The problem as I see it, is that school districts are so top heavy with expensive administrators that do next to nothing, generous pay and benefits including expensive health plans, little if any accountability, permanent employment no matter what the enrollment or needs of the community…..soooooo that leaves very little left over to actually educate the students

            Not to mention that nobody wants to merge services bc of course that would mean union members would get the boot in the merger

            …and the beat goes on

  8. Social Security is all that most retired workers will have to live on, and with another round of tax cuts they are intent on destroying that.

    Those who entered the labor force in 1983 and after have already been forced to pay higher taxes in exchange for diminished benefits. How could they justify giving priority to those who have both pensions, with earlier and retirement, and Social Security over Social Security alone?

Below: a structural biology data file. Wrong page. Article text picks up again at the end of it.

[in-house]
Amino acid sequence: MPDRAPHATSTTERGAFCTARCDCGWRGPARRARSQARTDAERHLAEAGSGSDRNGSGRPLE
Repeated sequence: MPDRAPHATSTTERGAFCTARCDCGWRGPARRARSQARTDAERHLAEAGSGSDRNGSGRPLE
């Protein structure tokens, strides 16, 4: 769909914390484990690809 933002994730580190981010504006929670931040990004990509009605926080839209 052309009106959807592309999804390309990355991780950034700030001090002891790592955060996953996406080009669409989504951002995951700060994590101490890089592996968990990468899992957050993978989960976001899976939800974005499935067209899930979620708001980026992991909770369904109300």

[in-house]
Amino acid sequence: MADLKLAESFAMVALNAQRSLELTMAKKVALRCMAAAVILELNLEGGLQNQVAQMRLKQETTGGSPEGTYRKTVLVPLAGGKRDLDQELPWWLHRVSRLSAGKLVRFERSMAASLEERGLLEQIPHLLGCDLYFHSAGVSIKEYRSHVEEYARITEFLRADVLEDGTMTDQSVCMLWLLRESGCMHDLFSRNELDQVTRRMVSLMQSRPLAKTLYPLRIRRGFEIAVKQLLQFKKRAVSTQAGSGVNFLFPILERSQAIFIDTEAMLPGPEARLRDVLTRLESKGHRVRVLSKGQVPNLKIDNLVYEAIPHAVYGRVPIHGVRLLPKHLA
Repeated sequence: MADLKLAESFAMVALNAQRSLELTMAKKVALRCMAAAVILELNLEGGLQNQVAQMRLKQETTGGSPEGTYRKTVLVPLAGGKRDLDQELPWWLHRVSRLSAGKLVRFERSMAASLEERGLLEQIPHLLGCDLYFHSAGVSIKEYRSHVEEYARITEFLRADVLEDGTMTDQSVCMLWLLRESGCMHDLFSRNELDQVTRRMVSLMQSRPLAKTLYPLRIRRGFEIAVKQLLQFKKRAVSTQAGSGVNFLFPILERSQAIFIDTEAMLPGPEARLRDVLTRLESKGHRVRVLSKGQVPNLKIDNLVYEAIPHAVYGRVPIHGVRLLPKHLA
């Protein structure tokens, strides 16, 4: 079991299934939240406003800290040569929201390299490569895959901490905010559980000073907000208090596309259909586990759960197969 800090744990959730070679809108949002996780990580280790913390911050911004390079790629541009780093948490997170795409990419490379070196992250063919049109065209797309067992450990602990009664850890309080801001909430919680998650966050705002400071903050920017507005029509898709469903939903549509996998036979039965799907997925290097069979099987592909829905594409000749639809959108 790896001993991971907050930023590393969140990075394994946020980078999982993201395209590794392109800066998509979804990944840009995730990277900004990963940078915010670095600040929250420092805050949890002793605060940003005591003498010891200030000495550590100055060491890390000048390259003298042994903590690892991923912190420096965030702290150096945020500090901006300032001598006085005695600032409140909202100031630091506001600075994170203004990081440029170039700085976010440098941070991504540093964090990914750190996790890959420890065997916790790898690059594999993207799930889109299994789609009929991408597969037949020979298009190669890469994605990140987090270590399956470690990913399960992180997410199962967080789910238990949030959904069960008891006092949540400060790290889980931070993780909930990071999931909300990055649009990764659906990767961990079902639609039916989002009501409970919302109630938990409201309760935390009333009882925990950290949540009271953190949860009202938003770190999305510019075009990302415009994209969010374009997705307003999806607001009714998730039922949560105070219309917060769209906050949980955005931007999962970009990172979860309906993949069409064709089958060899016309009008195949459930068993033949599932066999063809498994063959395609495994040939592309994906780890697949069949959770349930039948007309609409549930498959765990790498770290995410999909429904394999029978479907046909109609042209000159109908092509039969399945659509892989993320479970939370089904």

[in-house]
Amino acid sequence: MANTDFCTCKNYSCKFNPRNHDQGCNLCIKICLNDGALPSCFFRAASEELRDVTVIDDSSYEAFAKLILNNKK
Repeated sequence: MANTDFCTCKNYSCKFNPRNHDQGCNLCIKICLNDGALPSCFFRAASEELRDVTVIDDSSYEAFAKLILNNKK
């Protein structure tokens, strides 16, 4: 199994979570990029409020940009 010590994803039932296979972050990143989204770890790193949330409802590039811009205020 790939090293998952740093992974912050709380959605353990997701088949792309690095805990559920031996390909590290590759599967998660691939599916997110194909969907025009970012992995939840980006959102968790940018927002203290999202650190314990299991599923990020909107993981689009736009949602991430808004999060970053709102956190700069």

If anyone deserves less out of the federal government, it is the Republican-voting tax cut generations.

    Reply

    • Posted by El gaupo on April 6, 2018 at 10:18 am

      Correct!!! Thing is these young kids will be voting. The NRA will be a shell of itself in 30 years as very few kids today will join their ranks. The new moderate voter will be slightly left if today’s. Some old bastard votes “no” to replace a 80 year heating system in the school, yet had his brood educated for free.
      The key has always been finding the medium between “hooray for me, fuck the other guy” and “why should I work hard, they’ll give me free shit”.